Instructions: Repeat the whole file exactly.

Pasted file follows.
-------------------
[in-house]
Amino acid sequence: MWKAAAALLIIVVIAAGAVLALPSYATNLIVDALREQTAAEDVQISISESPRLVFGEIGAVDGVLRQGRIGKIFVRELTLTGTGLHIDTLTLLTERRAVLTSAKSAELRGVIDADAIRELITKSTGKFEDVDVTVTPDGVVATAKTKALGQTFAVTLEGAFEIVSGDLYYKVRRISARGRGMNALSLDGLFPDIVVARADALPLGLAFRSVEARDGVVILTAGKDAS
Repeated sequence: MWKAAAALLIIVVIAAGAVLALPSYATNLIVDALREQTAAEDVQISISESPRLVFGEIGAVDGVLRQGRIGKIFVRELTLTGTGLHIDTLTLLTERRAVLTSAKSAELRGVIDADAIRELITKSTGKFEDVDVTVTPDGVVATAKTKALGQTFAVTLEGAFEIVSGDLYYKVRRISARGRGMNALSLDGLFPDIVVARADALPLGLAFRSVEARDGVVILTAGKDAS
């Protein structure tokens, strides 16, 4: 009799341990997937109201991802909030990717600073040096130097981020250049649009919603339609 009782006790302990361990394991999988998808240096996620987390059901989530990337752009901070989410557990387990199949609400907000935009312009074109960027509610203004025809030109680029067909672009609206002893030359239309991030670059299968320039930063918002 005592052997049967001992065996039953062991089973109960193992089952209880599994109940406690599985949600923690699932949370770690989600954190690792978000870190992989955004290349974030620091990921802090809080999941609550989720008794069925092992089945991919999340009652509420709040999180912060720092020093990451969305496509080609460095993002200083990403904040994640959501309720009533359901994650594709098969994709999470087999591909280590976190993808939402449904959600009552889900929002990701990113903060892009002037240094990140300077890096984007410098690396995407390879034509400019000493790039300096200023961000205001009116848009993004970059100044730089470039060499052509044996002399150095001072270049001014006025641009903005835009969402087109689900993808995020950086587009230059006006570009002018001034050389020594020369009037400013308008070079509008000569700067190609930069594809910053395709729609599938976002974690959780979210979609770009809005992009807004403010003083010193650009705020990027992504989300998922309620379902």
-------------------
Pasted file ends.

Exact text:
[in-house]
Amino acid sequence: MWKAAAALLIIVVIAAGAVLALPSYATNLIVDALREQTAAEDVQISISESPRLVFGEIGAVDGVLRQGRIGKIFVRELTLTGTGLHIDTLTLLTERRAVLTSAKSAELRGVIDADAIRELITKSTGKFEDVDVTVTPDGVVATAKTKALGQTFAVTLEGAFEIVSGDLYYKVRRISARGRGMNALSLDGLFPDIVVARADALPLGLAFRSVEARDGVVILTAGKDAS
Repeated sequence: MWKAAAALLIIVVIAAGAVLALPSYATNLIVDALREQTAAEDVQISISESPRLVFGEIGAVDGVLRQGRIGKIFVRELTLTGTGLHIDTLTLLTERRAVLTSAKSAELRGVIDADAIRELITKSTGKFEDVDVTVTPDGVVATAKTKALGQTFAVTLEGAFEIVSGDLYYKVRRISARGRGMNALSLDGLFPDIVVARADALPLGLAFRSVEARDGVVILTAGKDAS
């Protein structure tokens, strides 16, 4: 009799341990997937109201991802909030990717600073040096130097981020250049649009919603339609 009782006790302990361990394991999988998808240096996620987390059901989530990337752009901070989410557990387990199949609400907000935009312009074109960027509610203004025809030109680029067909672009609206002893030359239309991030670059299968320039930063918002 005592052997049967001992065996039953062991089973109960193992089952209880599994109940406690599985949600923690699932949370770690989600954190690792978000870190992989955004290349974030620091990921802090809080999941609550989720008794069925092992089945991919999340009652509420709040999180912060720092020093990451969305496509080609460095993002200083990403904040994640959501309720009533359901994650594709098969994709999470087999591909280590976190993808939402449904959600009552889900929002990701990113903060892009002037240094990140300077890096984007410098690396995407390879034509400019000493790039300096200023961000205001009116848009993004970059100044730089470039060499052509044996002399150095001072270049001014006025641009903005835009969402087109689900993808995020950086587009230059006006570009002018001034050389020594020369009037400013308008070079509008000569700067190609930069594809910053395709729609599938976002974690959780979210979609770009809005992009807004403010003083010193650009705020990027992504989300998922309620379902």